Sunday, May 11, 2008

Remembering Vampira

Remembering Vampira

by Steve Stones

Hey Black dress moves in a blue movie
Graverobbers from outer space
Your pulmonary trembles in your outstretched arm
Tremble so wicked
Two-inch nails
Micro waist
With a pale white feline face
Inclination eyebrows to there
Mistress to the horror kid
Cemetery of the white love ghoul, well
Take off your shabby dress
Come and lay beside me
Come a little bit closer
Come a little bit closer
Come a little bit closer
Come a little bit closer to this
Vampira, Vampira, Vampira
Hey, hey, hey, hey, hey, hey, hey

From the album "Walk Among Us" -- The Misfits-Collection -- Ruby Records & Plan 9-Caroline Records

As a teenage skateboard punk in the late 1980s, I must have listened to this song hundreds of times, but I was never fully aware of who Vampira was and what movies she had appeared in. Was she a comic book heroine, or a nightmare version of the Barbie doll?

I didn't know for sure. It wasn't until 1989, my senior year in High School, that a friend and I decided to rent Plan 9 From Outer Space late one Friday night. When Vampira appeared on screen, my heart raced a million miles an hour. There was something very sexually attractive to me about a shapely woman in a torn black dress, long phallic nails, pale skin and jet-black hair.

Cult director John Waters best described this feeling when he said: "Vampira was the first exaggerated woman I ever yearned to meet . . . she never looked scary to me. I thought she was pretty."

Finnish born Maila Nurmi, later known as Vampira, began her career in 1954 as a horror movie hostess in Los Angeles on KABC-TV making $75.00 a week. Her television show played on channel 7 on Fridays and Saturdays at 11 p.m. At that time, television was a new medium, and anything was possible.

Nurmi developed the Vampira character from three sources: The Dragon Lady in the Terry & The Pirates comic strip, the evil Queen in Snow White, and The Charles Addams Lady in the New Yorker Magazine cartoon strip. At the time Nurmi was developing the Vampira character, she was married to Dean Reisner, who would later go on the create Dirty Harry in the early 1970s. She worked on the television show in hopes to earn enough money to become an evangelist.

On the television show, Vampira would emerge from a dark Gothic hallway filled with smoke, walk towards the camera and let out a loud blood-curdling, shrill scream saying: "Screaming relaxes me so!!!" Some of the films that were played on her late-night television show included: White Zombie, Revenge of The Zombies, Devil Bat's Daughter, Strangler From The Swamp, The Rogue's Tavern, Detour, The Flying Serpent, and King of The Zombies, just to name a few.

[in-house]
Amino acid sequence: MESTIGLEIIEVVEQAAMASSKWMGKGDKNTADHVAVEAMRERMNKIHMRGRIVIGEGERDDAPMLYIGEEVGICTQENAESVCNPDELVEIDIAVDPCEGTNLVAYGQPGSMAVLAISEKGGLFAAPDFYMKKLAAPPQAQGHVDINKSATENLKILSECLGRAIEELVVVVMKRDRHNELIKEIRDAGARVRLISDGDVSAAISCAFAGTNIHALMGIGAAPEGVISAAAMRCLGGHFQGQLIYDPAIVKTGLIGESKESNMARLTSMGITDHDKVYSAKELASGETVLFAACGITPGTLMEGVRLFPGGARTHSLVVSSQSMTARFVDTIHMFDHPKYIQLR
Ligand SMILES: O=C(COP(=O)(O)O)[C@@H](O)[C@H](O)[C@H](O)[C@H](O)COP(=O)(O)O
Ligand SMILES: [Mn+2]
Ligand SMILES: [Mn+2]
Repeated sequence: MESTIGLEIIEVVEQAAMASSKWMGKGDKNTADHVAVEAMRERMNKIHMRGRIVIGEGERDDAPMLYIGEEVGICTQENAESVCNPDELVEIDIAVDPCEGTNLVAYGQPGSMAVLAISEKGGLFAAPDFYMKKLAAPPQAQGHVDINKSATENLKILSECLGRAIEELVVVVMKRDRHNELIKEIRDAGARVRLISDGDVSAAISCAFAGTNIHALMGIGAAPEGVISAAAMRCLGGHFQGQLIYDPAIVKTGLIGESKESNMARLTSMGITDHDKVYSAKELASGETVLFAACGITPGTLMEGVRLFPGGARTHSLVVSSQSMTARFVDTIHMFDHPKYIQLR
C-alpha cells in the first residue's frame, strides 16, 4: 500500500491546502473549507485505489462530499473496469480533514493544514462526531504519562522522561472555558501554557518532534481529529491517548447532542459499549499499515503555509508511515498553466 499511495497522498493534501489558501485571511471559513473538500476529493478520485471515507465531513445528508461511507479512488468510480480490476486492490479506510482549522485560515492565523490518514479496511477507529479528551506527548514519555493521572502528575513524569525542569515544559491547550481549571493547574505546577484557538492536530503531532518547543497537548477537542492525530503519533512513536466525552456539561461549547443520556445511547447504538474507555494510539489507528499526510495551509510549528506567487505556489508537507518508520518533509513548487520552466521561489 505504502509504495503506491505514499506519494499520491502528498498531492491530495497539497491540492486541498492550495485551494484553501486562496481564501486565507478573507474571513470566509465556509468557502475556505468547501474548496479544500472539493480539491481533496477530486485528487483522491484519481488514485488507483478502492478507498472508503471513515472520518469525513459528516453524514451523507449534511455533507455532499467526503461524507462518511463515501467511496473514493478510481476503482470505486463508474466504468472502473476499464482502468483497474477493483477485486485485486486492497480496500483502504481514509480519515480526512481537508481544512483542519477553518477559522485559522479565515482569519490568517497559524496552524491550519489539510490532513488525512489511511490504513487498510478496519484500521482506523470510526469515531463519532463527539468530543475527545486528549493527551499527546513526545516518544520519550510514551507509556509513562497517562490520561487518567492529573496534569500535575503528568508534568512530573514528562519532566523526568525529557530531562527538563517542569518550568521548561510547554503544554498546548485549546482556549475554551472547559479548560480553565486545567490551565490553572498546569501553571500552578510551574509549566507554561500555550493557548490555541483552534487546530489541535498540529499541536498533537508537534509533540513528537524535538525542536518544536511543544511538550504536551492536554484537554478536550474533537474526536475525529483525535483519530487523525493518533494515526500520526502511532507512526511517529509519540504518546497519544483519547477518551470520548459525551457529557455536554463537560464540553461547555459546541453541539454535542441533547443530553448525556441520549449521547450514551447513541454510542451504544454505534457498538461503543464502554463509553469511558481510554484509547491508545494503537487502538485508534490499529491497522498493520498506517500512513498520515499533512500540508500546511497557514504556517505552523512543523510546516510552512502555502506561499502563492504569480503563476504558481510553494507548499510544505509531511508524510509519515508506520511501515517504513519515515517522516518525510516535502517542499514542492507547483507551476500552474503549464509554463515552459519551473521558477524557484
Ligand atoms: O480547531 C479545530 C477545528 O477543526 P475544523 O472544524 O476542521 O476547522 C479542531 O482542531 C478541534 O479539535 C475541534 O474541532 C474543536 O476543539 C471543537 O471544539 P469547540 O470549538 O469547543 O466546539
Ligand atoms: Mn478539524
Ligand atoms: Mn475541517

After only fifty episodes, the show was cancelled in 1955, and Vampira found herself immediately blacklisted. Soon after, she was approached by an Ed Wood actor, Paul Marco, with a script and $200.00 to appear in a film directed by Wood entitled: Graverobbers From Outer Space which was later retitled: Plan 9 From Outer Space. Reluctant to take the job at first, she finally decided to appear in the film after living off of only $13.00 a week in unemployment benefits.

She convinced Wood that her vampire character should remain mute throughout the entire film. The script identified her as the Vampire's wife or the Ghoul's wife. In recent years, Plan 9 From Outer Space has a well-deserved cult status in cinema history, making Vampira a familiar name and face, and a pop-culture icon of the movies. Vampira has appeared on anything from books, paintings, and t-shirts, to action figures, trading cards, posters, buttons and graphic novels. Her image is permanently seared into western culture.

Sadly, Vampira passed on into another dimension on January 10, 2008. She will always hold a special place in the minds and hearts of her die-hard fans around the world. May she rest in peace. We love you Vampira!!!

Vampira's Films:

If Winter Comes, Plan 9 From Outer Space (1959)
Too Much, Too Soon The Beat Generation (1959)
Sleeping Beauty The Big Operator (1959)
I Passed For White Sex Kittens Go To College (1960)
The Magic Sword (a.k.a. St. George & The Dragon-1961)
The James Dean Story
The First American Teenager Bungalow Invader

She also appeared on Broadway with Mae West in Catherine The Great. It is also important to note that Ed Wood abandoned a project entitled: The Vampire's Tomb in 1954, which was modeled after Vampira. Footage shot of Bela Lugosi for The Vampire's Tomb was later used in Plan 9 From Outer Space.

No comments: